Over the weekend, I learned of the death of Paul Bocuse, who was perhaps the single most influential chef of the latter 20th century. He was part of the group that revolutionized not only French cuisine, but modern haute cuisine in general. Any chef who was influenced by the tenets of nouvelle cuisine owes him a debt.
At his restaurant near Lyon, France, he collected Michelin stars like candy. He was awarded the distinction of the French Legion of Honor and named chef of the century by the Culinary Institute of America. He founded the prestigious Bocuse d’Or competition held in Lyon, known as the “Olympics of Food.” All of you who have coveted a meal at the French Laundry while happily touring and tasting Napa wines, you are yearned for the cooking of chef Thomas Keller, part of the American team that won the Bocuse d’Or for the first time last year.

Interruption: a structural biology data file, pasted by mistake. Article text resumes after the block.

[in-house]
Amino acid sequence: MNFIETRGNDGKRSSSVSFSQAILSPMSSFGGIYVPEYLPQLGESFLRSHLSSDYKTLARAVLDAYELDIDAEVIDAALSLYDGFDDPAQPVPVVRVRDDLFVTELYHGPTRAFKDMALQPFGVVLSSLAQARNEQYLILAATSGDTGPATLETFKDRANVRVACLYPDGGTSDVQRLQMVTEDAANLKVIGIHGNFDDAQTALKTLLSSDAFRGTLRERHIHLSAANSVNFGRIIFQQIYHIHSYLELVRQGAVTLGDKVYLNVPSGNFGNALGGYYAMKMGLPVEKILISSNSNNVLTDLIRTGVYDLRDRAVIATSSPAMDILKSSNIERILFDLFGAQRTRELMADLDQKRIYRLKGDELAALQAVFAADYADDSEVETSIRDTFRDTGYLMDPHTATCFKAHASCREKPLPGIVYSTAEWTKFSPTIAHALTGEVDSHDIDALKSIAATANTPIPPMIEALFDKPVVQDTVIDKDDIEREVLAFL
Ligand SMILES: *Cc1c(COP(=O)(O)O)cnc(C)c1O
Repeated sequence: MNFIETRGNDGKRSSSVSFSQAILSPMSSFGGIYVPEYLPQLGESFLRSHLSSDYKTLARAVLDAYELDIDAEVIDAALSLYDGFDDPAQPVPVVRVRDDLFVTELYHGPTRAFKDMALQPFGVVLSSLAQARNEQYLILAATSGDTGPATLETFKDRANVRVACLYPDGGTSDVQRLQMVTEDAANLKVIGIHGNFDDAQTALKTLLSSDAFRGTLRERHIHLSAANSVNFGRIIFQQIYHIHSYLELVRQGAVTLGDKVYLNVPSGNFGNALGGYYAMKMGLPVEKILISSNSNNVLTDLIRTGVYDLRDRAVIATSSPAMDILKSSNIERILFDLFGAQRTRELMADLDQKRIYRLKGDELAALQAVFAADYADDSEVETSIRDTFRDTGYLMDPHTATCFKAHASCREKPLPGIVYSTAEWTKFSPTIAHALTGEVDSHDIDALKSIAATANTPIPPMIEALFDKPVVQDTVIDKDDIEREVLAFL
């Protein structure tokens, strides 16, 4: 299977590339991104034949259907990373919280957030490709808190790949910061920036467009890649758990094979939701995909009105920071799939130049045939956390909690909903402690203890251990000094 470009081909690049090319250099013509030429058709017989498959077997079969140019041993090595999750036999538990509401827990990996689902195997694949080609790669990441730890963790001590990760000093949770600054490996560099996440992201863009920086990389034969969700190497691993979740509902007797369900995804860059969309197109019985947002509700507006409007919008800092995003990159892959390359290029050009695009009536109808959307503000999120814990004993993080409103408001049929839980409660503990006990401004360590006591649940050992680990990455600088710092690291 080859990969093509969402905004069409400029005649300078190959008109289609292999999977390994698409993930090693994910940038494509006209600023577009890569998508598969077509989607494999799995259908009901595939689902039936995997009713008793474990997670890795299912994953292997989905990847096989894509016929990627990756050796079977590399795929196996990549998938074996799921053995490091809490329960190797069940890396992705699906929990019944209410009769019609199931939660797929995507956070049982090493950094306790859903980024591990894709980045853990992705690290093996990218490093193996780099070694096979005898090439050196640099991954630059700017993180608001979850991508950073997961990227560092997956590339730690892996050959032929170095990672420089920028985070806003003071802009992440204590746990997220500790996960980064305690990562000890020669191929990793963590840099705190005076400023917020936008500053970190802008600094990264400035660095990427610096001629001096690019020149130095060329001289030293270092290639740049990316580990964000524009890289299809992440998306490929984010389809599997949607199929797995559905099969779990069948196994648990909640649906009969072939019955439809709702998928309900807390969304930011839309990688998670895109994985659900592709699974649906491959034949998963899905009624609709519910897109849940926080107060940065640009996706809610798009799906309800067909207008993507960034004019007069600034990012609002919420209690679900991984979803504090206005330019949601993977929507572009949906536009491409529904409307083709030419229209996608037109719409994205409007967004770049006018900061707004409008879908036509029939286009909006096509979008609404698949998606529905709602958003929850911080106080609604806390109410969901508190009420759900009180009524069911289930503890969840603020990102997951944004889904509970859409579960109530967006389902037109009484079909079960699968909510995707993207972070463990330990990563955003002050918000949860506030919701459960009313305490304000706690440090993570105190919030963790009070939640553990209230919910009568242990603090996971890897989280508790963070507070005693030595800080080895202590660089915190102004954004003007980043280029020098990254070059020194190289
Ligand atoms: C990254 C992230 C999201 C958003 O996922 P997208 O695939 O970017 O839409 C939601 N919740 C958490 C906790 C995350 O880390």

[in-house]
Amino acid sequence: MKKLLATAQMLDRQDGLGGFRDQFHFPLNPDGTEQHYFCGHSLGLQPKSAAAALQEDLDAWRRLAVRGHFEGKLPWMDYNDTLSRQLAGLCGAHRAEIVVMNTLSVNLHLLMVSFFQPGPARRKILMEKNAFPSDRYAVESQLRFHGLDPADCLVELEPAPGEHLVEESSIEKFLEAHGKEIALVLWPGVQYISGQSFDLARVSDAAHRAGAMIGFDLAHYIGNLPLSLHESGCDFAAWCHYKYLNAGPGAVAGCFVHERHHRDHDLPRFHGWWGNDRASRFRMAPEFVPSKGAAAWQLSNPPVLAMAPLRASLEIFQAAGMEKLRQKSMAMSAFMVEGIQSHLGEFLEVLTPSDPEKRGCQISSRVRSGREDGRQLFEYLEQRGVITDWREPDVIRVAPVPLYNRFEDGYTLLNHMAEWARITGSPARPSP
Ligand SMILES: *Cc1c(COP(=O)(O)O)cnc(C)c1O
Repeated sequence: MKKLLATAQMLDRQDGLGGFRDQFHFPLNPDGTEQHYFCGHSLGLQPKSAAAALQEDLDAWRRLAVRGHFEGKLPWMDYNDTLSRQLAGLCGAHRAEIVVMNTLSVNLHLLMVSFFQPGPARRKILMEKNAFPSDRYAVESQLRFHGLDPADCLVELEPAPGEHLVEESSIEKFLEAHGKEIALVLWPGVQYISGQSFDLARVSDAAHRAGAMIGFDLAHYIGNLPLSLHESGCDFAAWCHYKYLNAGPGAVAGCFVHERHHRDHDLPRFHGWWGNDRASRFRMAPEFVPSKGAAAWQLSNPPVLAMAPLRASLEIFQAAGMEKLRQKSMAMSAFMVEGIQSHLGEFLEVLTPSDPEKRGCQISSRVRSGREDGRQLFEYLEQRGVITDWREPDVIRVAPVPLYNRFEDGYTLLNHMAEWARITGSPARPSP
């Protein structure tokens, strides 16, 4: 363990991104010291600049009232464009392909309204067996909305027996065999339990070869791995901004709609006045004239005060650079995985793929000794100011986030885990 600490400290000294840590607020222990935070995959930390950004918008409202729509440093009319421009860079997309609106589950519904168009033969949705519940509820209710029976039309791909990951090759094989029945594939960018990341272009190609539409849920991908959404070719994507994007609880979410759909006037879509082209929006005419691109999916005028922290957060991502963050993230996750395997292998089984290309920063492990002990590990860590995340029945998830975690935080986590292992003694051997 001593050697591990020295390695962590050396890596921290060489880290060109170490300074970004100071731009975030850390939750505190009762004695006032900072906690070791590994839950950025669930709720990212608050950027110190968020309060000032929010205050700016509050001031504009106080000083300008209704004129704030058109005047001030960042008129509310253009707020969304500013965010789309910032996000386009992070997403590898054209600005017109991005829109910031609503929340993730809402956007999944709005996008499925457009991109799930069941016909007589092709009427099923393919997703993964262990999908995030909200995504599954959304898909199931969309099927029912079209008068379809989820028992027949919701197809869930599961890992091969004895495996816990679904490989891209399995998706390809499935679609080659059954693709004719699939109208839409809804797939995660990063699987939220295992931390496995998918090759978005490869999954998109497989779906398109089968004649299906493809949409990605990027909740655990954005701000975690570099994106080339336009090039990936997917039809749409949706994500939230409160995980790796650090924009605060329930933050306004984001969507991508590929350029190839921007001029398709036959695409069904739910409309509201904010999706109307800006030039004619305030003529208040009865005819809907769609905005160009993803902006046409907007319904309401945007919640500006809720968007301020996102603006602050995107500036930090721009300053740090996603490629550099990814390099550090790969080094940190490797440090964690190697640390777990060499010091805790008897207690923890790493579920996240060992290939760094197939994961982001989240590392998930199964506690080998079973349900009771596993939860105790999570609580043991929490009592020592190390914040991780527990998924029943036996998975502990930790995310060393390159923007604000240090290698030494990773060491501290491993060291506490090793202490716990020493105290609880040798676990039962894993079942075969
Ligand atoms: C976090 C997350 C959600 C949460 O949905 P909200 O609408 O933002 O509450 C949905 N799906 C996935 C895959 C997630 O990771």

And so, I offer a few French bites. For a fabulous photo of Bocuse wearing his toque, with his battalion of copper pots, the obituary in The New York Times is excellent.
Meanwhile, when you eat the escargots, duck terrine, or Dover sole at Cadot; the “gambas et coquilles St. Jacques en mille feuilles” or veal medallions with wild mushrooms at Lavendou; and especially when you eat the divine quenelles de Lyon in lobster sauce at chef Bruno Davaillon’s new Bullion, you are following in the footsteps of Bocuse. You are swimming in his stream.
If you have a favorite French dish or French food memory in Dallas, let’s hear about it.